Asus Zenfone AR Review
1. Introduction and Design
Asus is no stranger to niche devices, although AR and VR are slowly beginning to shed this perception. Being the first mobile device to support both Tango and Daydream, Google’s AR and VR platforms, the ZenFone AR retails as much less of a niche product than it would have only a few short years ago – advances in AR/VR technology aside. Instead, Asus’ newest phone is also their most high-end, and can easily be viewed as a flagship, even when the pending ZenFone 4 Pro eventually seizes this title with its Snapdragon 835 processor, more befitting of flagship status.
The AR is no slouch though, coming with either six or eight gigabytes of RAM and a Snapdragon 821 SoC, users aren’t starved for performance. Of course, the 23-megapixel camera and two accompanying sensors for depth and motion tracking seem to only bolster this device's flagship case, packing a collection of shooting modes that would make even Samsung blush. Then, there’s the price. $599 gets you a six gig of RAM 64 GB storage configuration, while $100 more nabs you the tantalizing 8/128GB option – yes, we said 8 gigabytes of RAM. Verizon customers only have access to a single exclusive version which mixes 6GB RAM with 128GB storage – though, we’re sure they won’t be complaining. We’ve had the opportunity to test the two highest-end configurations. So, what’s the verdict on the ZenFone AR’s prowess as a flagship-level competitor? Let’s check it out.
The ZenFone AR’s front is a plain, all-black face, save for the silver “Asus” lettering below the earpiece, as well as the back and multi-tasking haptic buttons at the bottom, when lit. Annoyingly for VZW customers, you cannot set these buttons to always be illuminated as you can on the unlocked versions. Slightly raised from the bottom bezel is the clickable, elliptical home button/fingerprint sensor, which we found to feel a bit cheap when clicking, unlike the volume rocker and power button along the right side. It’s not that the button feels loose in the frame at all, but rather the too-firm tactile feel and loud click combine in such a way that just makes us wish there were no button at all.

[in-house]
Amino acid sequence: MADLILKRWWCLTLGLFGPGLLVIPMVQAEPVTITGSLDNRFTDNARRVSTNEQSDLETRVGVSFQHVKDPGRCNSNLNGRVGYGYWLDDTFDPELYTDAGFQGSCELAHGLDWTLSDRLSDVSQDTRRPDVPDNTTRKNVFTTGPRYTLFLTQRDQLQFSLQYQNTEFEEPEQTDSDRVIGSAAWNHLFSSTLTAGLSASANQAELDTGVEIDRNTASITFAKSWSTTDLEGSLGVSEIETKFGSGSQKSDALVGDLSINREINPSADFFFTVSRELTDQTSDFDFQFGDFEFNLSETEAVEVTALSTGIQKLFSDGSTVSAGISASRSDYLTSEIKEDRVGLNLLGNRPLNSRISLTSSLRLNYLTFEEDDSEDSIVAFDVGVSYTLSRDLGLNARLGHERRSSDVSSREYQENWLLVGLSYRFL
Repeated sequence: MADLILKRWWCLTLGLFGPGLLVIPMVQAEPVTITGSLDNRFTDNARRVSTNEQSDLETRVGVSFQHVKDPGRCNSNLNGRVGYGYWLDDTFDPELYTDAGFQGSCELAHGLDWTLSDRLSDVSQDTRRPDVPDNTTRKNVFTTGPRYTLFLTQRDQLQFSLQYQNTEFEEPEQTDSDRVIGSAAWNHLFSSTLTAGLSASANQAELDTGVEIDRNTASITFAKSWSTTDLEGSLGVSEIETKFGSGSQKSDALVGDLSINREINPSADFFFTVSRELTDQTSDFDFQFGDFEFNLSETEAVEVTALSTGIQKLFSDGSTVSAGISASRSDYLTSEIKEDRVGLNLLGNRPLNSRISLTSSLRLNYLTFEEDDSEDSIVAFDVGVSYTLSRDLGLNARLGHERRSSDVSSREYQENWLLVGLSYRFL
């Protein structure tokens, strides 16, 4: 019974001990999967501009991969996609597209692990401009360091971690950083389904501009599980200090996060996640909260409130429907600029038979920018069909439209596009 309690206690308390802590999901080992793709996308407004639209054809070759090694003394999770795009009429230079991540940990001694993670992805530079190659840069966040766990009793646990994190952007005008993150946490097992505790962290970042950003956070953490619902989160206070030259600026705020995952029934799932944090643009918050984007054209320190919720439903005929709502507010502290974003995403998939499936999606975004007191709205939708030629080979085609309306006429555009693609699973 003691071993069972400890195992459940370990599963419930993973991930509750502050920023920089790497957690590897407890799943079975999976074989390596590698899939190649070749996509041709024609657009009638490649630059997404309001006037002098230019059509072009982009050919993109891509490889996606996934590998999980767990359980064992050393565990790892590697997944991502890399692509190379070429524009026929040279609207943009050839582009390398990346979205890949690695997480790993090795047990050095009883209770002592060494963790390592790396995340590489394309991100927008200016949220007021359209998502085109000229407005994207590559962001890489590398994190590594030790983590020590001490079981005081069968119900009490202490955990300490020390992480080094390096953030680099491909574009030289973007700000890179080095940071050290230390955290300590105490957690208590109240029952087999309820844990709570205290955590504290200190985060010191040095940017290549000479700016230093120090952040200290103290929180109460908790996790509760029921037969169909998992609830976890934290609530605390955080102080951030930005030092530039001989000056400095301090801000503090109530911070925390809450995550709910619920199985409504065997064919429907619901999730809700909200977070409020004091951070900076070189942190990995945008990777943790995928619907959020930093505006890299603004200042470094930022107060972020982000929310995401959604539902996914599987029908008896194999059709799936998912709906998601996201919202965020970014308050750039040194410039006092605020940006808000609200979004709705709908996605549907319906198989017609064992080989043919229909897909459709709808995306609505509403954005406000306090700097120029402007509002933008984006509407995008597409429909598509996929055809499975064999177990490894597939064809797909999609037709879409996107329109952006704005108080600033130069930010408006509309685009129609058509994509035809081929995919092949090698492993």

Thankfully, this is the only less-than-premium-feeling component. Holding the ZenFone, your hands easily grip the thick metal edges, their slight roundness aiding this experience. On the back, you’ll feel the burnished-leather casing which carries a much finer texture than the burnished-leather seen on last year’s ZenFone Zoom. The rectangular metal block, which encases the phone’s optics, has a slight curve to it as the entire backing does. The sensors themselves are just barely recessed from the metal block, though the block itself does protrude from the back.
Super AMOLED is the technology of choice here, and the ZenFone has most of the anticipated pros and cons of this well-known display type. Colors are bright, vivid, and pleasing to look at but a slight bluish hue affects this screen – a problem that is made immediately apparent by the device's trouble with viewing angles. Holding the phone and tilting it just slightly off axis from a parallel angle with your face will betray a very noticeable blue tint which you’ll be correcting often. Display coloring tweaks and color modes are available, but the stock configuration is likely your best bet. Otherwise, the 2560 x 1440 (WQHD) resolution produces great clarity with 512 ppi and is quite comfortable and pleasing to watch videos, read, or view pictures – at the right angle, of course.